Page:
The Department of Energy (DoE) has categorically countered the planned buy-out and phaseout or retirement of coal-fired power plants in Mindanao, specifying that this is not part of a scenario set in the Philippine Energy Plan (PEP) in the next two decades.

“The PEP is not yet looking at decommissioning or implementing forced shutdown of power facilities, more so of coal-fired power plants. Thus, we have not yet evaluated the buy-out cost of any fossil-fired power plant,” Energy Secretary Alfonso G. Cusi said.

The updated PEP spans 20-year planning period for the country’s energy needs – and the adjusted investment plans as well as policy enforcements are set until 2040 timeframe.

The position of the DoE is diametrically opposed to a pronouncement of the Department of Finance (DoF) that coal plants in Mindanao grid will already be traversing their ‘retirement’ phase – and this will be launched as part of the Philippine government’s decarbonization commitment during the 26th Conference of the Parties (COP) Climate Change Summit in Glasgow, Scotland next month.

Cusi qualified that while “decarbonization of the energy sector is one of the scenarios we are looking at,” that will just be tackled in the next PEP update, which perceptibly will already be latched on to the lap of the next administration.

The energy chief indicated the eventual phaseout of the coal plants shall cover “evaluation of this scenario on the financial cost of implementing decarbonization together with its impacts and consequences.”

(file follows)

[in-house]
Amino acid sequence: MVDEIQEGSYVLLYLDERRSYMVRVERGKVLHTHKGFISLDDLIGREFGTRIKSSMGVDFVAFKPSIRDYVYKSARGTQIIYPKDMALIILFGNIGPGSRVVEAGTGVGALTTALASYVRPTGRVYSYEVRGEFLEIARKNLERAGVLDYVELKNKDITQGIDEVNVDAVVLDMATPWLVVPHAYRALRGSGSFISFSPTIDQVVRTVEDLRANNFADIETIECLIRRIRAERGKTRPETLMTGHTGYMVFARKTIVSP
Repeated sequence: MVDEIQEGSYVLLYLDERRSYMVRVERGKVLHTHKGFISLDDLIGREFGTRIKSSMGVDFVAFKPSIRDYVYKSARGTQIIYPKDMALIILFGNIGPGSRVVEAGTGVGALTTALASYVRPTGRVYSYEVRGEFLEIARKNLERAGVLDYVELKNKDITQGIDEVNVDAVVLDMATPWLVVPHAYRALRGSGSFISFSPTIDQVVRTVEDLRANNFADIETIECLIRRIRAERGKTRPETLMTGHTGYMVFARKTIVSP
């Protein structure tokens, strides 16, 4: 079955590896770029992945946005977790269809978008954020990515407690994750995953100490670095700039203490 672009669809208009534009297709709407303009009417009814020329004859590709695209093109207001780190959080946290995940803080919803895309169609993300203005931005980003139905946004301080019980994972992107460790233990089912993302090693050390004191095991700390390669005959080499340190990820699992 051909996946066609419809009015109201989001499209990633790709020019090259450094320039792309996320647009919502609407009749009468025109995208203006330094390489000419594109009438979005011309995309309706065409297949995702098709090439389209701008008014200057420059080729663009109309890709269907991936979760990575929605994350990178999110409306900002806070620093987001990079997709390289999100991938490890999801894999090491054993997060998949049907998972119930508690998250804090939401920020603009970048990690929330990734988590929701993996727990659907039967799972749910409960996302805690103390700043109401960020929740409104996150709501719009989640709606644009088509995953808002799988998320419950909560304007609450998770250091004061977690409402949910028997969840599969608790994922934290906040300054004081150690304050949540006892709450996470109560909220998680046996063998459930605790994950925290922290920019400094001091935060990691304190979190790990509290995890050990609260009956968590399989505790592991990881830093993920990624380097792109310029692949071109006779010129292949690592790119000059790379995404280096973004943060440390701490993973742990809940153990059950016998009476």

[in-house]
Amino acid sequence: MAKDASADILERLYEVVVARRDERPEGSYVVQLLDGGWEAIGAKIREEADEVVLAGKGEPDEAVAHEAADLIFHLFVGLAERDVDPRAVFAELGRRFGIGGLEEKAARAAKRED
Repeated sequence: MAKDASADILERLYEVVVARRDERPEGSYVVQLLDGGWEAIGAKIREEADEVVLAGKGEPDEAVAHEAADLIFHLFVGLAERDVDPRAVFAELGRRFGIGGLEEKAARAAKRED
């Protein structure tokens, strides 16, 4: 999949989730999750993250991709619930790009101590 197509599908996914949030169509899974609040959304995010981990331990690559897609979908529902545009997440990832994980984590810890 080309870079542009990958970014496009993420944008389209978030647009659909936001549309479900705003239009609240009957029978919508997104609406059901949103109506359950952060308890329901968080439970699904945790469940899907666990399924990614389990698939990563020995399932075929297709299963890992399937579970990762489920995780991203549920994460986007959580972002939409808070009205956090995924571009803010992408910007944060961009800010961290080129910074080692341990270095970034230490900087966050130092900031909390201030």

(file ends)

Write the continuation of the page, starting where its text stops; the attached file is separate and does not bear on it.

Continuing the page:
In Cusi’s view, “Our decarbonization scenario will look into the possibility of converting fossil-fired power plants to other fuels such as biomass, fuelwood ,etc.”

When asked on the planned phaseout and buy-out of coal plants in Mindanao, the power investors in the grid were unanimous in saying that their power generating facilities are “not for sale”. It is also their wish that before a policy will be committed by the Philippine government to a global climate change diplomacy, relevant government agencies must at least discuss forward plans with them first, because these could have chilling effect on their foreign lenders and contractual obligations, including power supply agreements, that could be unduly infringed upon.

Apart from the 210-megawatt Mindanao thermal power facility in Misamis Oriental, most of the coal-fired plants in the grid are ‘new builds’ – having just reached their commercial operations in 2015 to 2017. Notably, coal technology is also the dominant source of electricity in the region — given that development of renewables in the area is still picking up its pace.

Separately, Aboitiz Power Corporation President and CEO Emmanuel V. Rubio noted that “We have yet to understand the process, how the transition is envisioned to ensure that the grid will continue to get stable and reliable supply of electricity.”

He reminded government policymakers that “with what’s happening in Europe and China, policies and regulations need to be reviewed thoroughly, or we could also experience shortages. The European experience is something we can all learn from.” This was partly in reference to the recent experience of the United Kingdom on switching back its coal plants as it waded through an energy crisis this year.

Rubio emphasized that the Aboitiz group, which has significant power investments in Mindanao, “fully supports a transition, we just need to make sure that we plug all the gaps and address the risks of such a program.”

Additionally, Cusi stated that the development of RE in Mindanao grid could be advanced “in a hybrid manner so as to optimize their production and availability while connected to a BESS (battery energy storage system).”

He cited “the observed trend in the cost of BESS is expected to help improve and make power generation from intermittent renewable energy more affordable.”

Source: Manila Bulletin (